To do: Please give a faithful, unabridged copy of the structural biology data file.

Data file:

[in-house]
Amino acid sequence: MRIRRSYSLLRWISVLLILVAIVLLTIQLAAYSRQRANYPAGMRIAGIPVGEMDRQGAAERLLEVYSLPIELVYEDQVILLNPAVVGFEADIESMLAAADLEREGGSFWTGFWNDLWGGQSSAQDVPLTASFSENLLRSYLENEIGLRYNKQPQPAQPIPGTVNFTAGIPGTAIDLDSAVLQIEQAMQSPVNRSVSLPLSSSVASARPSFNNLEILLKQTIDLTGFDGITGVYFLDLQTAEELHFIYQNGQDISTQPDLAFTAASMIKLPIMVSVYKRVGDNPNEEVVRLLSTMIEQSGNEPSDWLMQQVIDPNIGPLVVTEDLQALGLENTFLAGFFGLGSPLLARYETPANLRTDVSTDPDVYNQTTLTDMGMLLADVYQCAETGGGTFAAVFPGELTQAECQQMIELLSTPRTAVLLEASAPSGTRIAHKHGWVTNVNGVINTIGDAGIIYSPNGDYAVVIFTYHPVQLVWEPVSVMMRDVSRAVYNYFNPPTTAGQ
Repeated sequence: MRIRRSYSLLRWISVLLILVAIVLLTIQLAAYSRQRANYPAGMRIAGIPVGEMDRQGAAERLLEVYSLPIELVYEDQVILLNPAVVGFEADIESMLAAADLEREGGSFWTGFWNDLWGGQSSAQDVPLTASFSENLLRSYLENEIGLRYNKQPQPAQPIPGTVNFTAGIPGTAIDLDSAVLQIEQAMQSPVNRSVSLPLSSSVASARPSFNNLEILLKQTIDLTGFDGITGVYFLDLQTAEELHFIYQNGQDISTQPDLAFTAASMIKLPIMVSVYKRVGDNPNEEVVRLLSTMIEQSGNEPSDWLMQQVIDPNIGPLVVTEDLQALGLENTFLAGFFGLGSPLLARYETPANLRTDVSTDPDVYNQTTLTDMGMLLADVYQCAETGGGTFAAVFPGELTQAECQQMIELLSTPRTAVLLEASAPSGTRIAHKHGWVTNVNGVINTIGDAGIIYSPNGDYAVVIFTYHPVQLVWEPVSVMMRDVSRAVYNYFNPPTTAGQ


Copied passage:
[in-house]
Amino acid sequence: MRIRRSYSLLRWISVLLILVAIVLLTIQLAAYSRQRANYPAGMRIAGIPVGEMDRQGAAERLLEVYSLPIELVYEDQVILLNPAVVGFEADIESMLAAADLEREGGSFWTGFWNDLWGGQSSAQDVPLTASFSENLLRSYLENEIGLRYNKQPQPAQPIPGTVNFTAGIPGTAIDLDSAVLQIEQAMQSPVNRSVSLPLSSSVASARPSFNNLEILLKQTIDLTGFDGITGVYFLDLQTAEELHFIYQNGQDISTQPDLAFTAASMIKLPIMVSVYKRVGDNPNEEVVRLLSTMIEQSGNEPSDWLMQQVIDPNIGPLVVTEDLQALGLENTFLAGFFGLGSPLLARYETPANLRTDVSTDPDVYNQTTLTDMGMLLADVYQCAETGGGTFAAVFPGELTQAECQQMIELLSTPRTAVLLEASAPSGTRIAHKHGWVTNVNGVINTIGDAGIIYSPNGDYAVVIFTYHPVQLVWEPVSVMMRDVSRAVYNYFNPPTTAGQ
Repeated sequence: MRIRRSYSLLRWISVLLILVAIVLLTIQLAAYSRQRANYPAGMRIAGIPVGEMDRQGAAERLLEVYSLPIELVYEDQVILLNPAVVGFEADIESMLAAADLEREGGSFWTGFWNDLWGGQSSAQDVPLTASFSENLLRSYLENEIGLRYNKQPQPAQPIPGTVNFTAGIPGTAIDLDSAVLQIEQAMQSPVNRSVSLPLSSSVASARPSFNNLEILLKQTIDLTGFDGITGVYFLDLQTAEELHFIYQNGQDISTQPDLAFTAASMIKLPIMVSVYKRVGDNPNEEVVRLLSTMIEQSGNEPSDWLMQQVIDPNIGPLVVTEDLQALGLENTFLAGFFGLGSPLLARYETPANLRTDVSTDPDVYNQTTLTDMGMLLADVYQCAETGGGTFAAVFPGELTQAECQQMIELLSTPRTAVLLEASAPSGTRIAHKHGWVTNVNGVINTIGDAGIIYSPNGDYAVVIFTYHPVQLVWEPVSVMMRDVSRAVYNYFNPPTTAGQ